Liquid form preparations include solutions, suspensions, and emulsions, for example, water or water propylene glycol solutions. For parenteral injection, liquid preparations can be formulated in solution in aqueous polyethylene glycol solution.

Aqueous solutions suitable for oral use can be prepared by dissolving the active component in water and adding suitable colorants, flavors, stabilizing and thickening agents as desired.

Aqueous suspensions suitable for oral use can be made by dispersing the finely divided active component in water with viscous material, such as natural or, synthetic gums, resins, methylcellulose, sodium carboxymethylcellulose, and other well-known suspending agents.

Also included are solid form preparations, which are intended to be converted, shortly before use, to liquid form preparations for oral administration. Such liquid forms include solutions, suspensions, and emulsions. These preparations may contain, in addition to the active component, colorants, flavors, stabilizers, buffers, artificial and natural sweeteners, dispersants, thickeners, solubilizing agents, and the like.

The pharmaceutical preparation is preferably in unit dosage form. In such form the preparation is divided into unit doses containing appropriate quantities of the active component. The unit dosage form can be a packaged preparation, the package containing discrete quantities of preparation, such as packeted tablets, capsules, and powders in vials or ampoules. Also, the unit dosage form can be a capsule, tablet, cachet, or lozenge itself, or it can be the appropriate number of any of these in packaged form.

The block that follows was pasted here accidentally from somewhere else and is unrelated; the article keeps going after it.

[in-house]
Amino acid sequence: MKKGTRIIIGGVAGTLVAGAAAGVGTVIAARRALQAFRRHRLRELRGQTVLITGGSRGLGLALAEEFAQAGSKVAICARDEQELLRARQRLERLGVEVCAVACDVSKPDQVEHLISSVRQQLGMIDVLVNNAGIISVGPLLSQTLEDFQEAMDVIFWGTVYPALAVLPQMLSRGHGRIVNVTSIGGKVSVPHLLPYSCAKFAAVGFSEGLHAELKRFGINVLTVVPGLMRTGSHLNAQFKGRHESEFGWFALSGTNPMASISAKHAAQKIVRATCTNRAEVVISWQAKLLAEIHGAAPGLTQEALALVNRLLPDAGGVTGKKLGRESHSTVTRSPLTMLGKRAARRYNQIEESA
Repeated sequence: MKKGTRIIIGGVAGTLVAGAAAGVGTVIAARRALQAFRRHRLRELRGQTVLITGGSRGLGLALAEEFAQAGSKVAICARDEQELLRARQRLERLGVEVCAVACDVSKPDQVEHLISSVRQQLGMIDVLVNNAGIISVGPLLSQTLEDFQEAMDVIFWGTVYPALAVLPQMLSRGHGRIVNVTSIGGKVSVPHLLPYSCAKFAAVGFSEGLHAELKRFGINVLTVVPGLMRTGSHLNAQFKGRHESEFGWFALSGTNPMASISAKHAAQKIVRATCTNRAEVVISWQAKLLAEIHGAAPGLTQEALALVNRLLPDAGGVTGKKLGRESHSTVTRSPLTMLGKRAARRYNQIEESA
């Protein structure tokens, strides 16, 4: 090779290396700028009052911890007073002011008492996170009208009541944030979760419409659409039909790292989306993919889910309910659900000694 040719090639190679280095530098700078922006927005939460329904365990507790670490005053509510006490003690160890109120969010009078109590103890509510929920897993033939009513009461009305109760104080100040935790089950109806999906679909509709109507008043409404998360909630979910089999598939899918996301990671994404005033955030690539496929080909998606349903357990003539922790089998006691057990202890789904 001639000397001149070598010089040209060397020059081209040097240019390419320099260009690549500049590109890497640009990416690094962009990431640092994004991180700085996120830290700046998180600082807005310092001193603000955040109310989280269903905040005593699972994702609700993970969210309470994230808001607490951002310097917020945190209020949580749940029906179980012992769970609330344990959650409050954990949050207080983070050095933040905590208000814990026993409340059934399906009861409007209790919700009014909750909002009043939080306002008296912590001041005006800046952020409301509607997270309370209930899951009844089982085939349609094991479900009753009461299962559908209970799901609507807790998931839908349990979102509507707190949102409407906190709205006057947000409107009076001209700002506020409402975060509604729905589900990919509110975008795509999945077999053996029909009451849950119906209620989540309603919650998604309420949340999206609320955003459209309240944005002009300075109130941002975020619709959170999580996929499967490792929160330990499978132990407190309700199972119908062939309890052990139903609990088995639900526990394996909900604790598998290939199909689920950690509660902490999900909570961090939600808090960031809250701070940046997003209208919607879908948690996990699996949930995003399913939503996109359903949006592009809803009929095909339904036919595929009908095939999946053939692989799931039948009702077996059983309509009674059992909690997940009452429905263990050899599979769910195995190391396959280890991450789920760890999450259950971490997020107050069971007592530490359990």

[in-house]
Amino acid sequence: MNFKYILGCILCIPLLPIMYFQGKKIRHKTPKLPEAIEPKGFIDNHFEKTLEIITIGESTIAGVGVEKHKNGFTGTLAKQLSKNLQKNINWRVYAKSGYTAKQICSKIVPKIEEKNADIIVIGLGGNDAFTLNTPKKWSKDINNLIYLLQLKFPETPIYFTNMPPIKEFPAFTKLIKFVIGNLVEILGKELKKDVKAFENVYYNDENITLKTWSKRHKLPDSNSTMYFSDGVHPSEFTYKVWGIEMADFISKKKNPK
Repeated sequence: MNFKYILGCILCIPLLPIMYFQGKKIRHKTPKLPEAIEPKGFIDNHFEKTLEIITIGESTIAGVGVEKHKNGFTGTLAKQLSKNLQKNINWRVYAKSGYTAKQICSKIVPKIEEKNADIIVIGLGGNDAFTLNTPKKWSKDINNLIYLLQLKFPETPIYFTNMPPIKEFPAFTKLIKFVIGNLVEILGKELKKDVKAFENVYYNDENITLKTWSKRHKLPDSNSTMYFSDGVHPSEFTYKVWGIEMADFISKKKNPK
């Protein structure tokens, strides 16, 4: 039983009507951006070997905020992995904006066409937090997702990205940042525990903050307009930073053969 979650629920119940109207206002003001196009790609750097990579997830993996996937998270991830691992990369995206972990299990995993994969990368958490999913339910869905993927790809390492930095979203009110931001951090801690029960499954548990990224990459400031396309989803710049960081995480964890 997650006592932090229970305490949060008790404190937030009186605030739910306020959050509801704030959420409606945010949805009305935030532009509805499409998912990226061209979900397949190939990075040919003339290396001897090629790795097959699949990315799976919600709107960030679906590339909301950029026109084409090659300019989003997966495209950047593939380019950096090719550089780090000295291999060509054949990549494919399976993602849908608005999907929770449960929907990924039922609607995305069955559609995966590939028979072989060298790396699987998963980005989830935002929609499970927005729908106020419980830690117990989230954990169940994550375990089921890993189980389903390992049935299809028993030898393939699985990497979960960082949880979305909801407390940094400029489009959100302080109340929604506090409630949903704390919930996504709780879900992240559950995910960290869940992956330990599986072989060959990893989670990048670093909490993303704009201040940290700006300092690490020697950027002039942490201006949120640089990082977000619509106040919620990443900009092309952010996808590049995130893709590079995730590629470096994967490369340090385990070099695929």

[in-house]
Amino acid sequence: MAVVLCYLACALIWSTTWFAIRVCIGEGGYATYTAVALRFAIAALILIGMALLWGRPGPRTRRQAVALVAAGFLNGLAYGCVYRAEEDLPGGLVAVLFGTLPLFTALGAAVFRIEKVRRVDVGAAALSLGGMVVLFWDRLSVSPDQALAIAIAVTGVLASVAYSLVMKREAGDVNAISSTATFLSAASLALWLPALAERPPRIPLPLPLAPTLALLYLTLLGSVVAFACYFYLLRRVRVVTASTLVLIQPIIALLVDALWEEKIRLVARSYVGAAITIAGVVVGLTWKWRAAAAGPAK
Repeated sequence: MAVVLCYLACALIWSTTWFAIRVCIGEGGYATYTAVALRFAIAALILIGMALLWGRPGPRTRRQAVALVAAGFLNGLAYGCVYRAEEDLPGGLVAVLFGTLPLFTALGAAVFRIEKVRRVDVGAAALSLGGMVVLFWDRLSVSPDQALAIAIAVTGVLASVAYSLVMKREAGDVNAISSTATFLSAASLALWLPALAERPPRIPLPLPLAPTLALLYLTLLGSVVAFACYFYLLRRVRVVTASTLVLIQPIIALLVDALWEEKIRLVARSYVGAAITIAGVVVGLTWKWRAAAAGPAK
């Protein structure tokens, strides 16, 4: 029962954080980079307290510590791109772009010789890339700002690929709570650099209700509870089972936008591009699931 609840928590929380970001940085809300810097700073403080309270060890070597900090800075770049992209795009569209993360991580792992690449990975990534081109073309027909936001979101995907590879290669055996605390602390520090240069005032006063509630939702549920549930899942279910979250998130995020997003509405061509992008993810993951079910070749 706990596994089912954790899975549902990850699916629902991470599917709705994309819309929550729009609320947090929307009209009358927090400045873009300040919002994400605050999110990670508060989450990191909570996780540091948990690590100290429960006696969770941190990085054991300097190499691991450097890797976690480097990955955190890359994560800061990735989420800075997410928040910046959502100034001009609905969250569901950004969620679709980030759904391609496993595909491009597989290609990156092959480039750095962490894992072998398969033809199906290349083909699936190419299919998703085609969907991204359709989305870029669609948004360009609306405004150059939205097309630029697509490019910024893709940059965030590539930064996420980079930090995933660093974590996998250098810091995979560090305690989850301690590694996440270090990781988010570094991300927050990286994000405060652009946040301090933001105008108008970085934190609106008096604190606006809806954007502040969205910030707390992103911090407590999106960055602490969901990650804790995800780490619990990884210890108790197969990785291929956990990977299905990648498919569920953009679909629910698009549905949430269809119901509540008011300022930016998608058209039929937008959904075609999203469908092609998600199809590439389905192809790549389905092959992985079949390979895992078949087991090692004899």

The quantity of active component in a unit dose preparation may be varied or adjusted from 0.1 mg to 100 mg, preferably 0.5 mg to 100 mg, according to the particular application and the potency of the active component. The composition can, if desired, also contain other compatible therapeutic agents.

In therapeutic use as antagonists or as agents for the treatment of diseases; the compounds utilized in the pharmaceutical method of this invention are administered at the initial dosage of about 0.01 mg to about 100 mg/kg daily. A daily dose range of about 0.01 mg to about 10 mg/kg is preferred. The dosages, however, may be varied depending upon the requirements of the patient, the severity of the condition being treated, and the compound being employed. Determination of the proper dosage for a particular situation is within the skill of the art. Generally, treatment is initiated with smaller dosages, which are less than the optimum dose of the compound. Thereafter, the dosage is increased by small increments until the optimum effect under the circumstances is reached. For convenience, the total daily dosage may be divided and administered in portions during the day, if desired.

Examples of pharmaceutical preparations of the inhibitors of the present invention is described below. Such preparations can be administered to a human from one to six times a day for treatment of disease caused by a synergistic effect of a CSF on chemokine-mediated inflammation, osteoporosis, an autoimmune disease, or atherosclerosis.

EXAMPLE 4

Tablet Formulation:
Ingredients Amount (mg)
Inhibitor of the invention 25
Lactose 50
Cornstarch (for mix) 10
Cornstarch (paste) 10
Magnesium stearate (1%) 5
Total 100

The inhibitor of the present invention, lactose, and cornstarch (for mix) are blended to uniformity. The cornstarch (for paste) is suspended in 200 mL of water and heated with stirring to form a paste. The paste is used to granulate the mixed powders. The wet granules are passed through a No. 8 hand screen and dried at 80° C. The dry granules are lubricated with the I% magnesium stearate and pressed into a tablet.

EXAMPLE 5

Coated Tablets:

The tablets of Example 17 are coated in a customary manner with a coating of sucrose, potato starch, talc, tragacanth, and colorant.

EXAMPLE 6

Injection Vials: